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So what happens when Daimler has a technology conference in their home town? All of the good hotels are booked months in advance. Which means NPS ends up at the just a bit too big to be good Le Méridien Stuttgart (part of the design hotel group and most definitely a chain).

The staff is ultra-professional. But the hotel has the same “incredible style” as a Sheraton. Glag. Spend all of your money on an impressive lobby and leave guests in the cages after the elevator ride! Double glag.

We are assigned room, or rather rectangle, or maybe just cage, 539. They must be all the same.

Crane hovers over the pit that is Stuttgart

Be forewarned that Stuttgart is currently under construction. Judging by the size of the hole, this may be a few decades. That means getting from the train station to the hotel (which should be a quick walk) is instead an obstacle course negotiated only by drafting packs of feral students.

This is the scene right in front of the door to the hotel (the grand entrance so to speak).

Guess which hamster cage? Nope!

BED room with no room for anything but bed.

Euro-shower

Our massive multiple property search for a shower cube that was less than $2K per night was unsuccessful. Euro-shower is not so bad if you can ignore the bouncy plastic tub thing. NPS does not approve.

A very helpful concierge aimed us at a great sounding restaurant called Murrhardter Hof, but sadly they were closed on Monday. The good news was that the 10 minute walk down to the Carls Brauhaus for some Maultaschen and potato salad was beautiful. Delicious with a beer.

It is beautiful in Stuttgart today. Very early Spring (which is a far cry from Virginia!).

Eat at Cube above the art museum. The view is great and the food is good too.

Any by all means, go visit the Staatsgalerie which is an incredibly great museum. NPS stashed bits here.

One of many pieces at the fantastic Staatsgalerie

Three shower heads and a set of identical rectangular hamster cages for Le Méridien.

NPS has not been to the Palomar in Philadelphia for a while—six years! So why not. (Just between us, the Philly Monaco takes the win when it comes to Philly. More about why below.)

What’s happened in the last six years at the Philly Palomar is some renovation and some aging, both seemingly in equal parts.

Thanks to Abby Raymond’s magic, we find ourselves in room 2102 which is an exec suite of sorts (but on the small side and with a noted lack of design pop). The bathroom is great, however the rest of the room needs some work.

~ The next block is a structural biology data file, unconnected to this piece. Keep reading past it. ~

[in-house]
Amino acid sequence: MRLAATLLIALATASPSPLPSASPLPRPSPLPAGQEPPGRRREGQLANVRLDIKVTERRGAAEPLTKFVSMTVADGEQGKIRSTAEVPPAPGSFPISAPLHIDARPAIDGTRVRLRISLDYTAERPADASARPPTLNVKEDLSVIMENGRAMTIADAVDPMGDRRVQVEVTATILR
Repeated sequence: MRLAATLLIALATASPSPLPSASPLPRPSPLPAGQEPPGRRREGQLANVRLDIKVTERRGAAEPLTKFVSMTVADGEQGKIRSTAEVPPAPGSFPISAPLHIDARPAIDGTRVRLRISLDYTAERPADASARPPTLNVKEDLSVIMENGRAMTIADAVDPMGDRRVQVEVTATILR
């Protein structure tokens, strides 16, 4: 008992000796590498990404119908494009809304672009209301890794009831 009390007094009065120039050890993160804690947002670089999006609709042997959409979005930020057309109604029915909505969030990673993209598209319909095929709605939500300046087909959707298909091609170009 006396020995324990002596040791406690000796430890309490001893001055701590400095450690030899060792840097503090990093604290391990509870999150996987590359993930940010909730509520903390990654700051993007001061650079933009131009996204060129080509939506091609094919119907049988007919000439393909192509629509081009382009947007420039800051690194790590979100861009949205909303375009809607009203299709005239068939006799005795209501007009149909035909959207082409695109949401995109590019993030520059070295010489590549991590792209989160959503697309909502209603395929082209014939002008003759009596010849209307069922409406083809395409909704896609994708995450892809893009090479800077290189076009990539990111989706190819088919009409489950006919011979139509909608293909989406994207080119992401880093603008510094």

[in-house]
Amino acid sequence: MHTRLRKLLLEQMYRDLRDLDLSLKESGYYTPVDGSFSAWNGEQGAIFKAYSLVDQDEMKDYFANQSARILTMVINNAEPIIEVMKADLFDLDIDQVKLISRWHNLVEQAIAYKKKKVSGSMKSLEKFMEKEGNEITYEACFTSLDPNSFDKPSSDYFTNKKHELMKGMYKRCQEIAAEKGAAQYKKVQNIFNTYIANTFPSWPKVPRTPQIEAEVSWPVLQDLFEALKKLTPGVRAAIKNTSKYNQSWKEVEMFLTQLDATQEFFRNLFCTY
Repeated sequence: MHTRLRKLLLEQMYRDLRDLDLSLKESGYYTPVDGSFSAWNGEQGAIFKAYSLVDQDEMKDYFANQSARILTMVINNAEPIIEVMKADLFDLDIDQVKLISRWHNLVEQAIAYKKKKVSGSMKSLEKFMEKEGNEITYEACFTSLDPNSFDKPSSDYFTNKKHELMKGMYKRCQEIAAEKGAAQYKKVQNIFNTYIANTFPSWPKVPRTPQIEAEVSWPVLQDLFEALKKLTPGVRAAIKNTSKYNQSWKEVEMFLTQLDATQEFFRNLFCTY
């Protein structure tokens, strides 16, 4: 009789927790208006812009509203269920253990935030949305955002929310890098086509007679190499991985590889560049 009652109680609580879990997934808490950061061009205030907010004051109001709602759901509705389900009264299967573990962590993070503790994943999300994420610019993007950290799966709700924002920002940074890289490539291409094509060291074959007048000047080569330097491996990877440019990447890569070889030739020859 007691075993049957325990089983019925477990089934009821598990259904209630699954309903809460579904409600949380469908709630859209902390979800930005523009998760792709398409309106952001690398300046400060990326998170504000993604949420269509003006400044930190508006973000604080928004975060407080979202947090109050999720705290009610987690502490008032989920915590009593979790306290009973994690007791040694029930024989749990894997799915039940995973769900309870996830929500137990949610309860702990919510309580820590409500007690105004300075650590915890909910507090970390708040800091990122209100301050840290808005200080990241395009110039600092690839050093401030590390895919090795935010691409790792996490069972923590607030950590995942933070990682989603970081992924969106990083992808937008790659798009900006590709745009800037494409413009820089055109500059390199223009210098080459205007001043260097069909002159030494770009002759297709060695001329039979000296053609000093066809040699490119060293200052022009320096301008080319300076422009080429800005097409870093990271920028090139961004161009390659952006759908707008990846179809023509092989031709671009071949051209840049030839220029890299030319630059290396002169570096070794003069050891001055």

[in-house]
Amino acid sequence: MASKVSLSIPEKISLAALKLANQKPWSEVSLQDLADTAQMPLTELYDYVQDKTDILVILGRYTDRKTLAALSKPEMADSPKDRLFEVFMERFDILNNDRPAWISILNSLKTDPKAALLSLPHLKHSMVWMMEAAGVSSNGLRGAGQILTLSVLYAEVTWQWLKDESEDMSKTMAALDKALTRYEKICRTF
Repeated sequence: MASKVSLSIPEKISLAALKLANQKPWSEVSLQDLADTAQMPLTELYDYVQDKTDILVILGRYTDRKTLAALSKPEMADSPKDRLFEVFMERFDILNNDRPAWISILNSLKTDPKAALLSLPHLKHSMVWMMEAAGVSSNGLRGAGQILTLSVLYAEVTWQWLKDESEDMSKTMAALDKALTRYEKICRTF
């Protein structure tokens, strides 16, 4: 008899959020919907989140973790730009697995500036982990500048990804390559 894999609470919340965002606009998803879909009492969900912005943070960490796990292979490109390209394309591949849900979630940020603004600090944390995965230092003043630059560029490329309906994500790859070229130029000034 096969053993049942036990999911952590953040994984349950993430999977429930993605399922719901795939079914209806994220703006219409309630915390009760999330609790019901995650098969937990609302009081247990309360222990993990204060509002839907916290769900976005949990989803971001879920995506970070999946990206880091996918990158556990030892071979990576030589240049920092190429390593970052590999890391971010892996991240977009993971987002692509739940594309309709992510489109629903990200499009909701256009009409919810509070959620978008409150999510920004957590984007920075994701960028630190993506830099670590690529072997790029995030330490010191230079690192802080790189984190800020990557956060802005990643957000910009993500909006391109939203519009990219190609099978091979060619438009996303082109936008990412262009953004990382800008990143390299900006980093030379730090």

Did we mention the bathroom? Its great.

Lets start with that.

Yes please. A HUGE bathtub IN the shower. This one is a Kimpton record.

The view from the shower/tub combo package is nice. And you can leave the shades up if you feel like flashing the world while scrubbing your hair.

The hot tub IN the shower.

View from the shower (not the one through the huge window).

Obviously, NPS approves of the shower situation in 2102.

But then there is this view from the door.

Hamster’s view into the room. Nope.

You can see the dated couch thing in the background. Design. Design. Design.

The ’80s called and they want their TV pod thing back.

So the TV pod? Probably used to be nice in some previous decade. We no longer worship the TV. Stop it.

Water damage obvious. Time to haul this thing to the dump.

The rest of the room is small and very gray.

Nice bed. That goes without saying.

Anyway, the shower is nice.

Philly is nice too. After scarfing down a cheesesteak at Jimmy G’s it was off to Friday Saturday Sunday for some world class cocktails. Philly’s outstanding cocktail kung fu persists to this day. Make a point of visiting Friday Saturday Sunday. NPS liked it so much we went two days in a row. Thanks to Alec and Sasha for making Wednesday fun and Paul for the icing on the Thursday cake.

The Cloudbreak is a fantastic cocktail invented by Paul MacDonald who runs the bar program at Friday Saturday Sunday.
1 oz bonal
0.75 oz bols genever
0.75 oz lemon juice
0.75 oz simple syrup
0.75 oz heavy cream
egg white
dry shake. ice. shake. serve up. grapefruit peel + cinnamon

And glass shape does matter. Make sure the foam has a delivery mechanism with each sip.

On our Thursday return, we tried a brand new experimental cocktail by Paul that remains As Yet Unnamed
1 oz mezcal (del maguey vida)